🌐 Location: Mito, Ibaraki prefecture
Yes, friends and readers, this is the last – and relatively short – report of the Haru Jungyo! It’s day 25, and the rikishi are finally at the end of their long, long journey. The next day, the banzuke is to be published, the era is going to end, and then it’s intensive practice all the way to Natsu basho.
In the evening before this Jungyo event, these two guys (and others) were spotted at a Mito restaurant:
This pair is always up to something. And unlike some, this does not mean pain to others necessarily. What are they up to? We shall see!
So the next morning, we have our rikishi shaking hands as usual. Nishkigi decides he is a great admirer of Ryuden, and stands in line to shake his hand:
Inside the main hall, rikishi are stretching and exercising along the walls. Here we have Tobizaru doing his mata-wari (splits):
This is not the last Tobizaru we have today.
Ichinojo wants to play with Enho (don’t we all). Just look at the size difference between Ichinojo’s hand and Enho’s.
This being nearly May, the weather is fine, thus exercise is not limited to the venue itself. Outside, under a great tree, Yutakayama makes sure no evil spirits haunt the grounds of the city of Mito:
Back inside – and on the dohyo – we have yet another practice bout between Takayasu and Tochinoshin. I think both benefit from these practices, and we may hope to see both in good form in Natsu:
Sekitori practice over, it’s time for all the activities like Jinku and Shokkiri, then low-ranking bouts. So first the low-ranking rikishi get their hair done:
Then they opt to wait in the customer seating section, as the venue is far from full. Actually, the smart ones keep the seats folded and just sit on the floor. Why smart? See that rikishi in the third tier wedged between the hand rests? That’s why.
It’s a known fact that rikishi have a problem going on dates, partly because common activities like cinema or theme park rides become rather awkward when you are twice as wide as anybody else.
But where are the sekitori? Now we come to what Kotoshogiku and Toyonoshima have been plotting. This day, April 29th, is Showa Day. It used to be the Showa Emperor’s birthday.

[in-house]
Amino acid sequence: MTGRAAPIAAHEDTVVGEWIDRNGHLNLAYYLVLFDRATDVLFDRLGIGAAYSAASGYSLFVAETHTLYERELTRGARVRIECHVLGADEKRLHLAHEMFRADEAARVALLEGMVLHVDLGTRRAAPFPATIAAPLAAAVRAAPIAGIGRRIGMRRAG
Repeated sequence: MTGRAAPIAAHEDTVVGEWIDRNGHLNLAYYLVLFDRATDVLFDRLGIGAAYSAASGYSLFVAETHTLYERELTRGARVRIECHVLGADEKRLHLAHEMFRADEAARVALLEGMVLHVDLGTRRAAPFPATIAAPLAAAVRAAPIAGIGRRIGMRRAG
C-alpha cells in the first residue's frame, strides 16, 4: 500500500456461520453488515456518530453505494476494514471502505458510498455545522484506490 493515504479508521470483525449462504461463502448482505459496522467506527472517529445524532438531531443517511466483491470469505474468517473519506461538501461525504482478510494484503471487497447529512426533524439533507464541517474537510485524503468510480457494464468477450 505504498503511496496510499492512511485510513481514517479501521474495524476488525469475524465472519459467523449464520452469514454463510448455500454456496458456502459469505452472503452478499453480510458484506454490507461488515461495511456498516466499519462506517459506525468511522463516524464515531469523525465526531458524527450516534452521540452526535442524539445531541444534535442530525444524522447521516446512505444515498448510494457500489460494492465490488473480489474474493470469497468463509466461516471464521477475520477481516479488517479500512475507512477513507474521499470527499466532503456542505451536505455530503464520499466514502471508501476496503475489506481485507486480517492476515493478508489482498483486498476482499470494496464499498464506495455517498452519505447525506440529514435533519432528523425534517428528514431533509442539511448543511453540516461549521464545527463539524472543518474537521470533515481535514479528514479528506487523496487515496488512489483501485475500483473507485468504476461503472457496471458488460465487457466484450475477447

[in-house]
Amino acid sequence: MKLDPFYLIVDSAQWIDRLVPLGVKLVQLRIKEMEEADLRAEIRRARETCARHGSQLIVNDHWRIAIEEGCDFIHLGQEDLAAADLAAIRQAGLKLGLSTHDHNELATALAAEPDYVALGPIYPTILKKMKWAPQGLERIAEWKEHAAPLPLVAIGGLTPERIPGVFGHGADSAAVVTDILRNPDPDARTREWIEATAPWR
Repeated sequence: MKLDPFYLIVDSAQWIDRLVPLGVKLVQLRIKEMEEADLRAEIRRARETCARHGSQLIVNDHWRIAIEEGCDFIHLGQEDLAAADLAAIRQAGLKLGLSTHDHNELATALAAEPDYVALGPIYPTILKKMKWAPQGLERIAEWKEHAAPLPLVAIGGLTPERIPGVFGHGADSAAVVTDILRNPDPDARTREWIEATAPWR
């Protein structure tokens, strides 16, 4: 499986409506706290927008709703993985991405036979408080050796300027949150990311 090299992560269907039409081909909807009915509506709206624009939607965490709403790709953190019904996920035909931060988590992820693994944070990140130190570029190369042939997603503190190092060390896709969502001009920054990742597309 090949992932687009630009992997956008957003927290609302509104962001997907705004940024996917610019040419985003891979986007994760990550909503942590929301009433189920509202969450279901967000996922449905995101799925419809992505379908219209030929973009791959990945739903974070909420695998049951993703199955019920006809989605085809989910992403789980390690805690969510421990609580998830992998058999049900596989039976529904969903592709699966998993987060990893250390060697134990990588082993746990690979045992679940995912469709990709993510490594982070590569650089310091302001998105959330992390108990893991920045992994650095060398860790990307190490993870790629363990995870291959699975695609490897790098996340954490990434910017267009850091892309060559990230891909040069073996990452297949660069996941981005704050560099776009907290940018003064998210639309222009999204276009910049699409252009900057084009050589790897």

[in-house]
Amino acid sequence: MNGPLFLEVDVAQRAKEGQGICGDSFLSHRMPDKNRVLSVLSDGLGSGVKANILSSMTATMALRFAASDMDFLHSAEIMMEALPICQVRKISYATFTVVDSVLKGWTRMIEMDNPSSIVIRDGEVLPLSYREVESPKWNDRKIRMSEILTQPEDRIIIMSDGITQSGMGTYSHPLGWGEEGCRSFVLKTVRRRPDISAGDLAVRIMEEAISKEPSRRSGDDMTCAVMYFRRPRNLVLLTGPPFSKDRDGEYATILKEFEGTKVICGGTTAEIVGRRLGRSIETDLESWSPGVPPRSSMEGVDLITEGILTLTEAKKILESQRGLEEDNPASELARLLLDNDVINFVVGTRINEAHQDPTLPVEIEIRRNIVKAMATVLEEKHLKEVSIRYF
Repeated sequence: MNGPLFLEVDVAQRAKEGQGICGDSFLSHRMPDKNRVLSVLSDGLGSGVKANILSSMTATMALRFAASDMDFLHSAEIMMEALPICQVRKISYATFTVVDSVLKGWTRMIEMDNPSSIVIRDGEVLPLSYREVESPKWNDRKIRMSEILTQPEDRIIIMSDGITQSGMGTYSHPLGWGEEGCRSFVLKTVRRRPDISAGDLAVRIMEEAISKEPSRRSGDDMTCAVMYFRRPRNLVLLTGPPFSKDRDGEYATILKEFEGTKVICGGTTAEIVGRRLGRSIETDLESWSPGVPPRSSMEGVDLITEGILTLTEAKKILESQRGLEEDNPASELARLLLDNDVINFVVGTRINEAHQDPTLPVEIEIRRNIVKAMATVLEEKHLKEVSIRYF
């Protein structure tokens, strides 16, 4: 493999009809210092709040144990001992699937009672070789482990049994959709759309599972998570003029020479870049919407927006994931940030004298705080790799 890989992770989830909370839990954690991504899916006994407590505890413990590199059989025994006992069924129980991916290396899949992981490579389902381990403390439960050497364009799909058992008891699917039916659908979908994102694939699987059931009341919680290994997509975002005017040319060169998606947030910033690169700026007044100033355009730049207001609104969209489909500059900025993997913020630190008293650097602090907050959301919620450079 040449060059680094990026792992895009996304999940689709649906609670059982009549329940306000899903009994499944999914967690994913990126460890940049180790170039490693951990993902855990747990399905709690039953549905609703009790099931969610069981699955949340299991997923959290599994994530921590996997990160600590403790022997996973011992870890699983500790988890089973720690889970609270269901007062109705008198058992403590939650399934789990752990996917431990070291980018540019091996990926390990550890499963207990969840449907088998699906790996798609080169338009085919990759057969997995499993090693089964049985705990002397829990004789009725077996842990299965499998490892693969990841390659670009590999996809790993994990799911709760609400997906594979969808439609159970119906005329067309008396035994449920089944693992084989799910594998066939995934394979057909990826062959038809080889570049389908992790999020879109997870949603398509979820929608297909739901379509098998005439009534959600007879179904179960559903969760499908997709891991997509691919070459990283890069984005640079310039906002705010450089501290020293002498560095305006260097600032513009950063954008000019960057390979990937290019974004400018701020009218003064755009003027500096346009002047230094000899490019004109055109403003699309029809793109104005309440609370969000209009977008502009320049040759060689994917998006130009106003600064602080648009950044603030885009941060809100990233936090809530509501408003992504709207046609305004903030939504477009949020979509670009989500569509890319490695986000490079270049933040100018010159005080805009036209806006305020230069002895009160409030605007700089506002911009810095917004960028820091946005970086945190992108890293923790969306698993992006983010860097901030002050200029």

So Kotoshogiku and Toyonoshima decided to organize a photo shoot to celebrate the Showa-born sekitori (that means, anybody born before January 8th, 1989), and show that they are still alive and kicking and ready for the third era of their lives. This was the result:
The “S” stands for “Showa” though they said it can stand for “Sumo” as well. Brilliant photo, isn’t it? It was taken using a Birdie:
It’s not the first time Toyonoshima and Kotoshogiku arrange a fun activity for the sekitori. Three years back, they were also behind the sekitori rendition of “Hiyonoyama Kazoe Uta”, better known among Sumo fans as the Hakkiyoi Song – reminder:
(“Sekitori rendition” – because the song was originally performed by the oyakata)
Toyonoshima and Kotoshogiku are cool guys.
So this ends the practice part of the day, and here are the Juryo wrestlers waiting for their dohyo-iri, just as their juniors did earlier:
But they don’t have as much sense as Yoshoyama and his mates.
Then they await their bouts. Tobizaru is doing fansa during the wait, and not just simply signing autographs with a bored face, either:
Gagamaru is all envy for all the attention the handsome monkey is getting. He then grabs a camera from one of the su-jo and photographs Tobizaru close up:
Sorry, Gagamaru, Tobizaru is still prettier than you. Tobizaru returns the favor:
But we are spared the resulting close-up of Gagamaru. Thank you, camera owner.
As Takanosho is interacting with a fan, or at least standing near her, waiting for the oicho demonstration to be over and the bouts to start, Hidenoumi nearly topples him over her:
(Sorry, I know you’re going to ask, but Hidenoumi first asks whether this is a photo or a video, she says video, and then… I can’t quite catch his reply).
For some reason, this is the only glimpse of a Juryo bout I managed to uncover – looks like Daishomaru beating Kyokutaisei:
Time for Makuuchi. But this is Ibaraki prefecture. So we have this guy coming as a guest star:
Now the bouts can begin. Again, sekitori waiting in customer seats, but this is really pushing the limits:
Shodai is doing some fansa, and he is a lot nicer to kids than he is to his tsukebito, let me tell you.
I don’t really have much in the way of videos. Again, only tantalizing photos. For example, who is winning this bout between Abi and Onosho? I’m sure it’s somebody whose name begins with a 阿.
Whichever it was, they seem to be having fun.
And here is Takarafuji with his tsukebito, Sakurafuji. His sagari says he lost this bout.
Mitakeumi is giving Hokutofuji a nodowa from hell. But is it a winning nodowa?
The musubi-no-ichiban is also not quite clear:
Sigh. Well. Here is at least the summary video of the day. Actually, a concatenation of two news reports:
At least it includes a bit of Takakeisho vs. Tamawashi. That’s it – the last bout of the Heisei era we are going to report!
And our pin-up boy of the day is – of course – Tobizaru!